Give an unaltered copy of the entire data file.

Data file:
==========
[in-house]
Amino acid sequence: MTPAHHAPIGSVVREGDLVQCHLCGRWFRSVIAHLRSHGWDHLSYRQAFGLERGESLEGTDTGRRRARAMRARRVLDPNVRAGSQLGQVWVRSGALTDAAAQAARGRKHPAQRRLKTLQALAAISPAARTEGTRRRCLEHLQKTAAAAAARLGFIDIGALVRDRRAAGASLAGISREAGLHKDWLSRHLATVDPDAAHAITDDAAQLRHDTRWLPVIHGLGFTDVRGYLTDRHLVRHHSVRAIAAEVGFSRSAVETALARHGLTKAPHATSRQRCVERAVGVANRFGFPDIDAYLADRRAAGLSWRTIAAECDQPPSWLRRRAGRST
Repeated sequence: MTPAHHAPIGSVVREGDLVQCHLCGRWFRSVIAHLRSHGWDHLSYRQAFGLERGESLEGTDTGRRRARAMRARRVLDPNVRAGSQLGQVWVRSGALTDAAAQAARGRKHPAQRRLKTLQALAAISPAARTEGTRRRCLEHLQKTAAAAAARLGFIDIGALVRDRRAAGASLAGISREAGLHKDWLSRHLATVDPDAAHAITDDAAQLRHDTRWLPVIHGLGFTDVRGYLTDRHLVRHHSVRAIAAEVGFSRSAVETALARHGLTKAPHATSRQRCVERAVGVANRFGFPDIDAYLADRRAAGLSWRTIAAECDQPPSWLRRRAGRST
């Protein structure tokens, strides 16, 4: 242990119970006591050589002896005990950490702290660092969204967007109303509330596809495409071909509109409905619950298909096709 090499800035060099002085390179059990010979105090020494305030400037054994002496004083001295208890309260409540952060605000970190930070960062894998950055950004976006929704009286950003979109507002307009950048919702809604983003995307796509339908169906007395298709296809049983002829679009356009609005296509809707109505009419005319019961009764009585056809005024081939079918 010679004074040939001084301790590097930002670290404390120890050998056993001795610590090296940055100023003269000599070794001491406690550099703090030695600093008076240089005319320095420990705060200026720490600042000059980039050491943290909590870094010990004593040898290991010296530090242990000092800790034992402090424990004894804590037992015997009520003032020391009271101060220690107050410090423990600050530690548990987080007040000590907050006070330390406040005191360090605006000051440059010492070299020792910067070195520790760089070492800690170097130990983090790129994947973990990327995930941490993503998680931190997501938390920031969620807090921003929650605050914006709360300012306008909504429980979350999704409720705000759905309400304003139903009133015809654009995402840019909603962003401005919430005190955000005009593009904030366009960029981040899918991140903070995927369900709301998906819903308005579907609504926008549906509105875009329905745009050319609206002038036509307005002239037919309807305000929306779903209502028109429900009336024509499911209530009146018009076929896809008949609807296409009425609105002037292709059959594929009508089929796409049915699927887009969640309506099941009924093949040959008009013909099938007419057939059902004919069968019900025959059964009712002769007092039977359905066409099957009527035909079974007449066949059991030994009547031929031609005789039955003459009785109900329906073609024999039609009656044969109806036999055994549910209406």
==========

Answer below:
[in-house]
Amino acid sequence: MTPAHHAPIGSVVREGDLVQCHLCGRWFRSVIAHLRSHGWDHLSYRQAFGLERGESLEGTDTGRRRARAMRARRVLDPNVRAGSQLGQVWVRSGALTDAAAQAARGRKHPAQRRLKTLQALAAISPAARTEGTRRRCLEHLQKTAAAAAARLGFIDIGALVRDRRAAGASLAGISREAGLHKDWLSRHLATVDPDAAHAITDDAAQLRHDTRWLPVIHGLGFTDVRGYLTDRHLVRHHSVRAIAAEVGFSRSAVETALARHGLTKAPHATSRQRCVERAVGVANRFGFPDIDAYLADRRAAGLSWRTIAAECDQPPSWLRRRAGRST
Repeated sequence: MTPAHHAPIGSVVREGDLVQCHLCGRWFRSVIAHLRSHGWDHLSYRQAFGLERGESLEGTDTGRRRARAMRARRVLDPNVRAGSQLGQVWVRSGALTDAAAQAARGRKHPAQRRLKTLQALAAISPAARTEGTRRRCLEHLQKTAAAAAARLGFIDIGALVRDRRAAGASLAGISREAGLHKDWLSRHLATVDPDAAHAITDDAAQLRHDTRWLPVIHGLGFTDVRGYLTDRHLVRHHSVRAIAAEVGFSRSAVETALARHGLTKAPHATSRQRCVERAVGVANRFGFPDIDAYLADRRAAGLSWRTIAAECDQPPSWLRRRAGRST
């Protein structure tokens, strides 16, 4: 242990119970006591050589002896005990950490702290660092969204967007109303509330596809495409071909509109409905619950298909096709 090499800035060099002085390179059990010979105090020494305030400037054994002496004083001295208890309260409540952060605000970190930070960062894998950055950004976006929704009286950003979109507002307009950048919702809604983003995307796509339908169906007395298709296809049983002829679009356009609005296509809707109505009419005319019961009764009585056809005024081939079918 010679004074040939001084301790590097930002670290404390120890050998056993001795610590090296940055100023003269000599070794001491406690550099703090030695600093008076240089005319320095420990705060200026720490600042000059980039050491943290909590870094010990004593040898290991010296530090242990000092800790034992402090424990004894804590037992015997009520003032020391009271101060220690107050410090423990600050530690548990987080007040000590907050006070330390406040005191360090605006000051440059010492070299020792910067070195520790760089070492800690170097130990983090790129994947973990990327995930941490993503998680931190997501938390920031969620807090921003929650605050914006709360300012306008909504429980979350999704409720705000759905309400304003139903009133015809654009995402840019909603962003401005919430005190955000005009593009904030366009960029981040899918991140903070995927369900709301998906819903308005579907609504926008549906509105875009329905745009050319609206002038036509307005002239037919309807305000929306779903209502028109429900009336024509499911209530009146018009076929896809008949609807296409009425609105002037292709059959594929009508089929796409049915699927887009969640309506099941009924093949040959008009013909099938007419057939059902004919069968019900025959059964009712002769007092039977359905066409099957009527035909079974007449066949059991030994009547031929031609005789039955003459009785109900329906073609024999039609009656044969109806036999055994549910209406």